Prioritize spending of taxpayers dollars

Published 12:00 am Wednesday, April 16, 2008

The issue: Mayor James Perkins Jr. wants to make up for money not approved by voters.

Our position: It is proper for the city committees to discuss the issues and make recommendations.

Several months ago, Selma voters gave a resounding no to a $12.3 million bond issue that covered about 15 departments and some needs in those areas.

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Among those needs: better software for the city financial department and equipment to install curbs and gutters in the streets.

Those needs, plus myriad requests from the police department, have surfaced again in three resolutions from Mayor James Perkins Jr.

The mayor wants to take $250,000 from the State Gasoline Excise Tax Fund to purchase the street paving equipment, gutters, sidewalks and curbs. To date, the city has not offered any public list of streets that need curbs and gutters or sidewalks. There is no publicly-available list of streets that need paving.

The lack of information leads us to believe there is no planning of public works projects.

We do not see an orderly five-year or 10-year plan that would put this city&8217;s limited resources to the best use for the most people. It was this lack of information and planning that helped defeat the bond issue.

Why are we covering this ground again in a different way?

Similarly, we are not convinced that the city needs to upgrade its financial software. The auditors are silent on this subject, at least for this year. The mayor has not made public the management letter for the 2007 audit.

It would seem that if the auditors discovered problems with the city&8217;s bookkeeping software or methods, the city would not wait so long to release a letter saying so and give credible evidence that this requested $355,850 is necessary.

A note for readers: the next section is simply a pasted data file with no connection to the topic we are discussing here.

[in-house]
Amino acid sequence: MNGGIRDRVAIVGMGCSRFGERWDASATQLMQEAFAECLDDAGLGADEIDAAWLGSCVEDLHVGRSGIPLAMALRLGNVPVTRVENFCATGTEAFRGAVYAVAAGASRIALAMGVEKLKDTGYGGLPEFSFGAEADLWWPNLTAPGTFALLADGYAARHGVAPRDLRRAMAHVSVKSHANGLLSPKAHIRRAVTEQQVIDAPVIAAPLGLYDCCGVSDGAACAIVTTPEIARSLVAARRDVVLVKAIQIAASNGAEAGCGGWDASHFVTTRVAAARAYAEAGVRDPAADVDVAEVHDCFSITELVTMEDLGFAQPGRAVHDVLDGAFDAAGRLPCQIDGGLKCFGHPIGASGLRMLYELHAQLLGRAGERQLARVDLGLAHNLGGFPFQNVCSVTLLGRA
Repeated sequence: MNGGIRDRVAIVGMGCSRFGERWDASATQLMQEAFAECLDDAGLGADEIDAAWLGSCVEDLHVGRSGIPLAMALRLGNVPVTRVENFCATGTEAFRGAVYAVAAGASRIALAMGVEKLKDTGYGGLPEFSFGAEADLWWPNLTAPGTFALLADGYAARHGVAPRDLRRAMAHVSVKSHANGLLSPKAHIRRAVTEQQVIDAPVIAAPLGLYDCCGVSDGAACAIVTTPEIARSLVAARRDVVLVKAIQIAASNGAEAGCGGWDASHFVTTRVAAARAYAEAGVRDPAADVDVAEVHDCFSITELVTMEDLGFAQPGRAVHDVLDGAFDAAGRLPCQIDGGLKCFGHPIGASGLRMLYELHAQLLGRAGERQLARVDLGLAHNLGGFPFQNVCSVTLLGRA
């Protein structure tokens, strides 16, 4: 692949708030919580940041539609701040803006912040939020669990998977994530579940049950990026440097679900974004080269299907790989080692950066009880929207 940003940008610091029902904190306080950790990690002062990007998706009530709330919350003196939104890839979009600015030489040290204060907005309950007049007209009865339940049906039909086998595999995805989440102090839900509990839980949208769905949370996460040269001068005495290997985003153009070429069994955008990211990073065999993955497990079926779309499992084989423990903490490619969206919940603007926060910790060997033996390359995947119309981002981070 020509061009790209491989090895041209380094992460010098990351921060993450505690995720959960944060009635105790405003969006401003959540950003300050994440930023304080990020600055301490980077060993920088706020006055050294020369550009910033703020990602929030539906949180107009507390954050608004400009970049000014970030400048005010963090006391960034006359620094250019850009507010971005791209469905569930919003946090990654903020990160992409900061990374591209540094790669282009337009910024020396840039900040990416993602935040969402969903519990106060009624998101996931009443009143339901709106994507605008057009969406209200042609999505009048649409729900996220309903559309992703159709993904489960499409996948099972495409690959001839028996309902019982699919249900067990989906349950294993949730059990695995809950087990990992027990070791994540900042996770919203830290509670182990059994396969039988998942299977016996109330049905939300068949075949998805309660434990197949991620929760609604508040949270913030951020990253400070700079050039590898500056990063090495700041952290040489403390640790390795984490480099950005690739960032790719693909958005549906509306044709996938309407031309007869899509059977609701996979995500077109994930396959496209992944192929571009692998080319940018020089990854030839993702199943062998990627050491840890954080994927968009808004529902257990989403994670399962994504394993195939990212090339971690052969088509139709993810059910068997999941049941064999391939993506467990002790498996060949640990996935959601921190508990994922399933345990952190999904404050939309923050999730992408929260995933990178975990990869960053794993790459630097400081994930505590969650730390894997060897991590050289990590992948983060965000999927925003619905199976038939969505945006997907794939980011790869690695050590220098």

In the audit management letter of May 8, 2007, for the fiscal year 2006, which ended Sept. 30, 2006, auditors pointed out that the city has a chart of accounts inconsistent in structure. Each fund of the city uses a separate chart of accounts and the structure of those accounts, the numbers and descriptions within the funds vary.

The auditors recommended the city evaluate and make changes to make the accounts uniform. The city replied that at the time its finance department was evaluating what it would take to update its software. And that this move would help alleviate the situation with the account structure.

This is all we know publicly of a need for new software. Additionally, it appears wasteful to purchase new financial software just a few months before a city election when nobody is guaranteed any job security. More information and more time is needed before the city dips into its unrestricted cash to pay for this software.

The third resolution for training and equipment for the Selma Police Department seems the best proposal of all, and it needs some investigation.

On Monday night during the city council meeting, Capt. William Riley III said he agreed with the list of needs that included various training experiences for police officers, new vehicles, radios and a plethora of other things.

If we are to have a safe place in which to live and work, our police officers should be well-trained and equally as well equipped. However, this does not mean a blank check should be handed off to the department. Again, planning and public accountability would go a long way in alleviating some concerns left over from previous administrations. Council President George Evans moved deliberately when he asked committees to take up the issues and bring back recommendations. We hope those committees will take the charge seriously.

This is taxpayer money. This affects all of us. The public should be informed of every move.